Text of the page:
The PSL hiring and firing madness


It’s just typical of the football break in South Africa, folks. Whenever the international break comes around, these chairmen – and, in one instance, chairlady – flex their muscles in the boardroom to stamp their authority just in case there were any doubts about who’s really running the show.

I’m convinced they are likely to start an argument in an empty room with each passing day of no domestic football. You see, the PSL took a decision – which in many ways should be applauded – to hit pause on the Absa Premiership during the CAF Under-23 Africa Cup of Nations in Senegal.

This was done to make sure the junior national team coach Owen da Gama has the best players to select for the competition, which serves as a qualifier for the Olympic Games in Rio next year.

Only the top three in that eight-nation tournament earn a ticket to Brazil, and the league wanted to make sure South Africa were in with a shout. Makes sense, right?

Well, some club bosses have taken advantage of the hiatus, which is nearly four months long, to make some notable changes in the dugout. Almost right on cue, with the Under-23 team barely in mid-air, Bloemfontein Celtic and Clinton Larsen cut ties last week following the side’s 2-0 defeat to Mpumalanga Black Aces at the Seisa Ramabodu Stadium in the Free State. It was apparently a normal sunny Monday morning in Mangaung when Larsen clocked in for a “routine” meeting with his employers to innocently go over the team’s performance in the past few matches.

But Celtic owner Max Tshabalala had a different agenda. The businessman had been tossing and turning all night. It would seem he believed Larsen needed help and his old pal from Roses United, Duncan Lechesa, was the ideal Fireman Sam to come in as a second assistant to the head coach. It came as no surprise that Larsen wasn’t having any of it and opted to quit rather than agree to being dictated to by Tshabalala, who by the way, just about ran Roses to the ground all on his own before pursuing lofty ambitions of being the owner of a team in the top-flight.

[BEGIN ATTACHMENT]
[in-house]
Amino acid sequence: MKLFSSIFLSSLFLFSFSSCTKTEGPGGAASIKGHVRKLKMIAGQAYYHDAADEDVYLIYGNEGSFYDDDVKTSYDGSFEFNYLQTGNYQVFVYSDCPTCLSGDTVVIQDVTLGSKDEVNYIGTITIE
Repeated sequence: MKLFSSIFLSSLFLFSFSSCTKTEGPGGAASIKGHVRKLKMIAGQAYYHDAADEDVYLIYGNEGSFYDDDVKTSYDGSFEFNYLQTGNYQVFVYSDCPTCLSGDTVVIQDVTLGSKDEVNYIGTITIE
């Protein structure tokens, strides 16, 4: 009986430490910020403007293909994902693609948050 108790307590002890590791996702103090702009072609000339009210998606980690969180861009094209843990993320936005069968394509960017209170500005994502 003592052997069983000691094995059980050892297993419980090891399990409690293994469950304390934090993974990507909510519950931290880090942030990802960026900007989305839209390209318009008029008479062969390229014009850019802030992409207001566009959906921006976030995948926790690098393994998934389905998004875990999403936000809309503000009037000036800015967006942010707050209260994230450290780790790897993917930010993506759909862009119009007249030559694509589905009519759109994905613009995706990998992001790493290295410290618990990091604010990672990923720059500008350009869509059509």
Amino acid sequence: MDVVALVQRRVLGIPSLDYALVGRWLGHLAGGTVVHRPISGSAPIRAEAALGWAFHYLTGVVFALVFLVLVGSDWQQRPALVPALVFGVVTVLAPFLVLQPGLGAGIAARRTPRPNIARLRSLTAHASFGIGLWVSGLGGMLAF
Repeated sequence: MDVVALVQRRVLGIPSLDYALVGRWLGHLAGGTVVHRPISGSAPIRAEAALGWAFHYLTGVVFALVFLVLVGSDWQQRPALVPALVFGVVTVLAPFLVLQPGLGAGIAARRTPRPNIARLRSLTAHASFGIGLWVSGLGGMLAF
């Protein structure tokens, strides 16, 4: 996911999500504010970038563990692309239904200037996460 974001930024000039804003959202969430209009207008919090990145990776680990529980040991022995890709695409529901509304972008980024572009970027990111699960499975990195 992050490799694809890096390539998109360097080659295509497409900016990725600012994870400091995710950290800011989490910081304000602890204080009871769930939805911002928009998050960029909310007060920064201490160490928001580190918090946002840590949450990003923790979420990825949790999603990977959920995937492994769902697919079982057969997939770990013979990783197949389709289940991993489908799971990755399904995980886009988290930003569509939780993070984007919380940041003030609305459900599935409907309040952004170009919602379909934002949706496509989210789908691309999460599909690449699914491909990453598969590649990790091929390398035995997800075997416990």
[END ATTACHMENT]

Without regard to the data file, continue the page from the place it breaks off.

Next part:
Serame Letsoaka as Larsen’s replacement isn’t too shabby, but Bra Max would be doing himself a favour if he found a solid hobby to get his mind off football now and again, especially given that Celtic, who are sixth on the log standings, would have jumped to third if they had beaten Aces that Sunday.

Letsoaka himself is en route to Bloemfontein as a result of another coaching merry-go-round circus after he quit his job at Golden Arrows all of a sudden, citing his desire to be close to his family as a factor. There’s a veil of secrecy around his resignation, and it seems Arrows owner Mato Madlala may have been too occupied with her other job – as the acting PSL chief executive – and missed the telltale signs that the coach was unhappy.

That is a story for another day. Perhaps Letsoaka will reveal all when he is unveiled by his new club at a press conference on Monday. His decision to call it quits at Arrows came hot on the heels of one of his counterparts in KwaZulu-Natal being shown the door at Maritzburg United. Clive Barker had barely redecorated his office when he was told he is “too soft” to deal with the pressure at the relegation-threatened club. The “Dog” only managed five points from a possible 15 in his five matches in charge, and that did him in.

Not one of these coaching changes was warranted if you consider there’s still some way to go before the halfway stage of the season. And in the case of Arrows and Celtic, who are both comfortably in the top eight bracket, parting ways – amicable or not – comes across as miscalculated.

Good luck for the rest of the season – you are going to need it. - Saturday Star

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